Thursday, June 12, 2008

Doctrine, Denominations, and Deceptive Devotion

Summer time is here. It's a time when denominational meetings occur (including my own, as well as the former name brand). Denominations are still important today - though more as missional networks and accountability groups, rather than bureaucracies. Denominations allow Christians of similar conviction and habit to work together with less friction than we would otherwise. They allow for some measure of distinctive theological and ecclesiological habitus to shape a people into God's multi-faceted family. However, we can all come back to the table as the Christian family so long as there is a strong family resemblance. In the church, we call that family resemblance orthodoxy (in early times called the rule of faith).

Some people who have rejected that ancient family resemblance will try to play the Pharisee card on people who question their place at the decision making table. They say "Doctrine divides" (even within denominations, where it's supposed to serve as a unifying principle). Most of the time, they hit the evangelical achilles heel of pietistic devotion by saying that we're all about the same Jesus. (See false-teacher Joel Osteen fall for that one on the Mormon question.) All of this posturing falls apart if you press the case with this Jesus approving something they don't like - which shows that he's just a figment of their imagination.

In light of the foregoing habits of some, I'd like to provide a timely quote from one of the greatest expositors of the 20th century.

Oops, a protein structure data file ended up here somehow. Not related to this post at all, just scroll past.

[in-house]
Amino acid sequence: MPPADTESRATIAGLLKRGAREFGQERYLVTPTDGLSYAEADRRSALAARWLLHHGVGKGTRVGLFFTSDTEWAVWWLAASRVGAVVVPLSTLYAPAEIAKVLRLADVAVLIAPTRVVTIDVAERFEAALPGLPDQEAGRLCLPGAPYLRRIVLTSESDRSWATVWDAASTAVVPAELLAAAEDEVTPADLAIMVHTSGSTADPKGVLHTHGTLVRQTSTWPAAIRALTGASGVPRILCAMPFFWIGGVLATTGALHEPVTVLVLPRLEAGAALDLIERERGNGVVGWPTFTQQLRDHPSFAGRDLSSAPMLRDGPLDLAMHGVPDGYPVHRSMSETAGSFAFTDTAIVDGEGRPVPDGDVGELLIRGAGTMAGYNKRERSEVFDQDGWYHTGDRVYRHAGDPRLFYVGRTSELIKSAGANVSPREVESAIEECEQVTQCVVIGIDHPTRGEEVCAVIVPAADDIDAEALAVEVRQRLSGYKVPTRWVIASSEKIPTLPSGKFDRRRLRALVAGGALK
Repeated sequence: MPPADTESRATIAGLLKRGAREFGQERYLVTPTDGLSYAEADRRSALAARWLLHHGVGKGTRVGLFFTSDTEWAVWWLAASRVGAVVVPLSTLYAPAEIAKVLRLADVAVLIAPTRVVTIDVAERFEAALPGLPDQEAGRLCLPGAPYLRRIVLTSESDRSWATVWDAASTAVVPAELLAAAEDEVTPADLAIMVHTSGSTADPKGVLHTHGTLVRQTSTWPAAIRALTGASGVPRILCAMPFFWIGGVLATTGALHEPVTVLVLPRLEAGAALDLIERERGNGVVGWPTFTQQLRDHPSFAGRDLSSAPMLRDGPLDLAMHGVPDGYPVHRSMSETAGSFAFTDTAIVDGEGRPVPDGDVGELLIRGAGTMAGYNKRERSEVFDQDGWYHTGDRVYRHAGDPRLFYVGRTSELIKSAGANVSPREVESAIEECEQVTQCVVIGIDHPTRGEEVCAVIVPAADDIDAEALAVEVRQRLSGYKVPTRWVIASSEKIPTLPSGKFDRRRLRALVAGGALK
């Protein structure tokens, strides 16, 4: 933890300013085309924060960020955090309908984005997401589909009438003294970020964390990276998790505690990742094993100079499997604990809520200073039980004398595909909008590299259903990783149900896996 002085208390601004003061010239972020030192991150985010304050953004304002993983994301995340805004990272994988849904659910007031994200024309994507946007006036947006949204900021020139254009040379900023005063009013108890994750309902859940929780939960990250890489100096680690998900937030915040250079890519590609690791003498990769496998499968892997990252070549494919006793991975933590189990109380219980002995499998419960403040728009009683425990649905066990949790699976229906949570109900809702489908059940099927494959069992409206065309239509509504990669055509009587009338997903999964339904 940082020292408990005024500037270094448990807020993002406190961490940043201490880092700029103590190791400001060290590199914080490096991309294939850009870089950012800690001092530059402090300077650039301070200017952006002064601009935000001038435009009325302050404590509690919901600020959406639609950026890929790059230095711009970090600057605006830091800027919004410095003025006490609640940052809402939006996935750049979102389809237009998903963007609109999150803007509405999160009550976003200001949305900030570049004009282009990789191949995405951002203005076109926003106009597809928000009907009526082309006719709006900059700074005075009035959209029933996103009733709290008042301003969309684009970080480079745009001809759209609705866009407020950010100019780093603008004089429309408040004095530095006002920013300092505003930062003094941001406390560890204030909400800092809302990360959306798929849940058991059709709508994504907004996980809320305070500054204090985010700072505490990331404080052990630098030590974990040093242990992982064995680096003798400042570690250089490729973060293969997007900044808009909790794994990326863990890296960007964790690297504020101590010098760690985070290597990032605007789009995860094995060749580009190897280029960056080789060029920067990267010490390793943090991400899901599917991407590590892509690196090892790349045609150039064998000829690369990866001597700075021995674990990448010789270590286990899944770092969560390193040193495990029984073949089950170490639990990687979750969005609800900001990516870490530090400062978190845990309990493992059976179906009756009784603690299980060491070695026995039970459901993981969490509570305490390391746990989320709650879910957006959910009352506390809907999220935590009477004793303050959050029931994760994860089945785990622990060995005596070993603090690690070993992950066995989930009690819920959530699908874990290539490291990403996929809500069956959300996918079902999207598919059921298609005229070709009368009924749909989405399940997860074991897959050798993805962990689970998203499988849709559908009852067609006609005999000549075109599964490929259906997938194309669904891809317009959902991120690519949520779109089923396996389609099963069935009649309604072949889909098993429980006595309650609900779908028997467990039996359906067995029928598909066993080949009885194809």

You cannot separate what a man believes from what he is. For this reason doctrine is vitally important. Certain people say ignorantly, "I do not believe in doctrine; I believe in the Lord Jesus Christ; I am saved, I am a Christian, and nothing else matters". To speak in that way is to court disaster, and for this reason, the New Testament itself warns us against this very danger.

We are to guard ourselves against being "tossed to and fro and carried about with every wind of doctrine", for if your doctrine goes astray your life will soon suffer as well.

So it behoves us to study the doctrines in order that we may safeguard ourselves against certain erroneous and heretical teachings that are as rife and as common in the world today as they were in the days of the early Church.

--Martyn Lloyd-Jones, Exposition of Ephesians


Anonymous said...

Amen Sir.

As usual your wisdom is right on. My denomination is also meeting currently.

Chris said...

I have an educational advantage. LPTS is all about lifting up SOPHIA.

Jim Jordan said...

I guess like the old saying, "There's no dogma like no dogma" one could equally say, "There's no doctrine as bad as the doctrine of no doctrine."

Reformed Catholic said...

Chris said...

I have an educational advantage. LPTS is all about lifting up SOPHIA.

Oh good grief! I can imagine what they think of the Trinity paper.

And we wonder why people are fleeing !!

Chris said...

Thanks, RC. (no...not that RC). While they rejoiced at the paper's use of feminine imagery, many of the LPTSers were still upset at its insistence on F/S/HS in the baptismal formula. Worse, still, the state of theological education in the mainline churches is so run down that the real issue of the paper escaped notice in the hot-flash of sexist/sexism rhetoric.

I'll admit that I was close to two of the authors of the paper, both of whom I respect. However, as I wrote to Dr. Small, I have serious issues with the Trinity paper in its methodology. I believe that's why it failed so miserably in its (overall good) reflection on what it means to use Trinitarian language. It opens us up to lampoons (like this one).